Last night, in New York, Chef Massimo Bottura's "Osteria Francescana" in Modena was named the World's Best Restaurant in the 50Best rankings.
It is the first time an Italian restaurant has won an award that recognises the world-beating status of Italy's whole culture of fine food, since Bottura has showcased the country's wonderful raw materials, starting from those of his own region (Parmigiano cheese, ham, balsamic vinegar) and made them the foundations of his cuisine.
"I'd like to thank all my staff. It's been very tough. What we do is first and foremost an art form," Bottura declared. Creativity and intuition are just two of his outstanding qualities, together with vast knowledge and innate social responsibility: "Knowledge is the key to awareness, and awareness leads to responsibility."
He was responsible for the impressive Ambrosian Refectory project during the Expo, where the world's greatest chefs cooked with the food waste from the exhibition. A fine example for the rest of the world, with several projects which will be repeating the concept in the next few months, most significantly in the Rio de Janeiro favelas during the Olympics.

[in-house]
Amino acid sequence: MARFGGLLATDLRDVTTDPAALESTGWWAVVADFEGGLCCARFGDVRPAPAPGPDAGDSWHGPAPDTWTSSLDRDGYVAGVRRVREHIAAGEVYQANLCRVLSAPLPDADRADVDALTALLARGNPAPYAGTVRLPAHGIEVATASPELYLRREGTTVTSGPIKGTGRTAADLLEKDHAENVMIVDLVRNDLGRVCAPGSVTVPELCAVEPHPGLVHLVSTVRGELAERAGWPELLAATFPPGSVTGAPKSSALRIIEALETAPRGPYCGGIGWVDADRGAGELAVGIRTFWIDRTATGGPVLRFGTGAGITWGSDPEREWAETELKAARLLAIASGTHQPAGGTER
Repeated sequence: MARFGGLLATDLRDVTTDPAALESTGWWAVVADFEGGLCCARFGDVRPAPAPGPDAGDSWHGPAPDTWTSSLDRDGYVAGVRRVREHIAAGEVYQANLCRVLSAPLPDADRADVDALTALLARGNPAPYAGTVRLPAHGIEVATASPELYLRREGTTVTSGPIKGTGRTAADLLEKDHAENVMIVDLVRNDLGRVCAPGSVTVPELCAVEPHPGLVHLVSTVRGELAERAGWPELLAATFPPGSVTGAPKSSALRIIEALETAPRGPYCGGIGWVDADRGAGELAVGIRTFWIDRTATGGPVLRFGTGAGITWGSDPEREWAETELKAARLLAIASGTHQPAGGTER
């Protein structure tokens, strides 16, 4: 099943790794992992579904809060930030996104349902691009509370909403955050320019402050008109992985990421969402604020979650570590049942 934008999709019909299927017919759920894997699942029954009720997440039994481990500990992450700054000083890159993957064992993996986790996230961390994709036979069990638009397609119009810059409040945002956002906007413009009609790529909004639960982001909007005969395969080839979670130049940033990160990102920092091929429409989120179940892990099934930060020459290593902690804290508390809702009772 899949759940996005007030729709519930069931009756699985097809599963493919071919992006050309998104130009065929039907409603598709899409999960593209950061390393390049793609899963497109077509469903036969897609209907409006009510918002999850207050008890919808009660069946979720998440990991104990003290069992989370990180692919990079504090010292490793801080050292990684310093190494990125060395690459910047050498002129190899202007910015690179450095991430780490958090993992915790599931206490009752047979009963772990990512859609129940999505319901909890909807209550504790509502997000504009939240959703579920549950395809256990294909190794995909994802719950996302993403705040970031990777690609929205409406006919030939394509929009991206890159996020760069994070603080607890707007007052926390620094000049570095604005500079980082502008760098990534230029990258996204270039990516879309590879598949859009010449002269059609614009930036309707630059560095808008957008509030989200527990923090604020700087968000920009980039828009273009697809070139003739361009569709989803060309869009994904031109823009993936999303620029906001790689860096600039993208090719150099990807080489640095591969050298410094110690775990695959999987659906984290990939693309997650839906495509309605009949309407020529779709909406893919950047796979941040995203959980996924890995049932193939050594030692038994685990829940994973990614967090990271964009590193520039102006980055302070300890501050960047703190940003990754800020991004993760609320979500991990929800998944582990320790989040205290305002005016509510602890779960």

The award of the world crown to Massimo Bottura is not only a source of great satisfaction and joy to him and his staff: it is also a major recognition of Italy's excellence in many areas, which should be exploited, fostered and promoted.
The top ten. Top of the table of the World's 50 Best Restaurants is Osteria Francescana of Modena (Massimo Bottura); it is followed by El Celler de Can Roca, Girona (Joan Roca) and Eleven Madison Park of New York (Daniel Humm); in fourth place Central in Lima (Virgilio Martínez); then Noma in Copenhagen (René Redzepi), Mirazur in Menton (Mauro Colagreco); Mugaritz in San Sebastián (Andoni Luis Aduriz), Narisawa in Tokyo (Yoshihiro Narisawa), Steirereck in Vienna (Heinz Reitbauer), and finally Asador Etxebarri in Axpe (Victor Arguinzoniz).